August 2, 2021
Too many webs, too little time – today’s cyber investigators and security teams have a lot on their plates when it comes to identifying and catching cybercriminals before it’s too late. Not only is there too much data to sift and sort, but there are also different internets – surface vs deep vs dark web – to pay attention to, continuously, in order to be proactive and preemptive in preventing fraud and attacks.
Dark web vs deep web
The surface web is the internet we’ve all been accessing and using since Day 1. From looking up information to sharing funny cartoons, it’s where our daily interactions take place. Then there’s the dark web which is notorious for hosting criminals and threat actors, providing them with platforms and marketplaces to buy and sell anything from compromised enterprise data to illegal arms.
So, what is the deep web? Is there a difference between the deep web and dark web or are they essentially the same? Briefly, the deep web is the password-protected part of the web whose contents are not indexed by search engines. Also known as the invisible web or the hidden web, the deep web includes webmail, password-restricted pages and platforms, paid services that are protected by paywalls, company databases, medical records, university libraries, scientific journals, and papers, and online banking, among others.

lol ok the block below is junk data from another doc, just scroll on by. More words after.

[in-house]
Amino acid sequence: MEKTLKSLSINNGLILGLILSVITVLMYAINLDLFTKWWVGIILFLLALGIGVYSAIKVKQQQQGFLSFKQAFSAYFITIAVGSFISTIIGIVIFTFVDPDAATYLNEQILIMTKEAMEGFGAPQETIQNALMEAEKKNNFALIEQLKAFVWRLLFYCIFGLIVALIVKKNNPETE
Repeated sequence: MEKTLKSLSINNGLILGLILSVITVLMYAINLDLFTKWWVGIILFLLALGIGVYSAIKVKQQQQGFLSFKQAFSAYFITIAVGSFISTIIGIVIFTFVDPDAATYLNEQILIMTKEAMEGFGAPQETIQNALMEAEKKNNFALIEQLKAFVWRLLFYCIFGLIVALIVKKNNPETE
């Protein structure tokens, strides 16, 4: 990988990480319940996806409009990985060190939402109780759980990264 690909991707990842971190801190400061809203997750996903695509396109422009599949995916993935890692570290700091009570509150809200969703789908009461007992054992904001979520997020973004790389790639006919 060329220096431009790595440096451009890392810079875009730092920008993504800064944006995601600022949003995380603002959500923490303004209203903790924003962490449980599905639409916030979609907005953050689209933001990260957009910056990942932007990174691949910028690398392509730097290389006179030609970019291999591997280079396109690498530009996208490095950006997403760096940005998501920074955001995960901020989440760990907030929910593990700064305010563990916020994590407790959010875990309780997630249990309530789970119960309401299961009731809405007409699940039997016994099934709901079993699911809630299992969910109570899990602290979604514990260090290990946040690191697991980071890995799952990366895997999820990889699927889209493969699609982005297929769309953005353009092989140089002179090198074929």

The deep web is filled with information that can be misused, such as credit card numbers, medical records – remember when the Singapore HIV registry data leak shook an already vulnerable community? – and business and personal emails. This misuse happens on the dark web. The dark web is like an extension of the deep web – everything on the dark web is part of the deep web, but not everything on the deep web is part of the dark web.
Together, the deep web and the dark web account for around 90% of the whole internet, which is why they are crucial for security and cybersecurity and deep and dark web investigations.
Accessing the deep web
So, if it’s all password-protected, how to access the deep web? Is it even possible? And is it safe? For investigators, ordinary user data isn’t useful. The average Joe’s or Jane’s online shopping history is of no interest to local, national, or international security efforts. It’s those Joe’s and Jane’s who look for compromised data, credit or gift card numbers, arms, child porn, or other illegal activity on the dark web that interest investigators.
To access this dangerous world, investigators use a few special tools. These include a deep web browser called Tor, Freenet, VPN, and I2P, which provide point-to-point links and help hide your identity.
A better alternative is using Cobwebs, a deep and dark web monitoring tool that continuously analyzes deep and dark web activity, processes and categorizes huge amounts of structured and unstructured data in a quick, efficient way, and generates alerts, in order to enable investigators and security teams to identify cyber threats before they cause harm to cyber systems, assets, or people.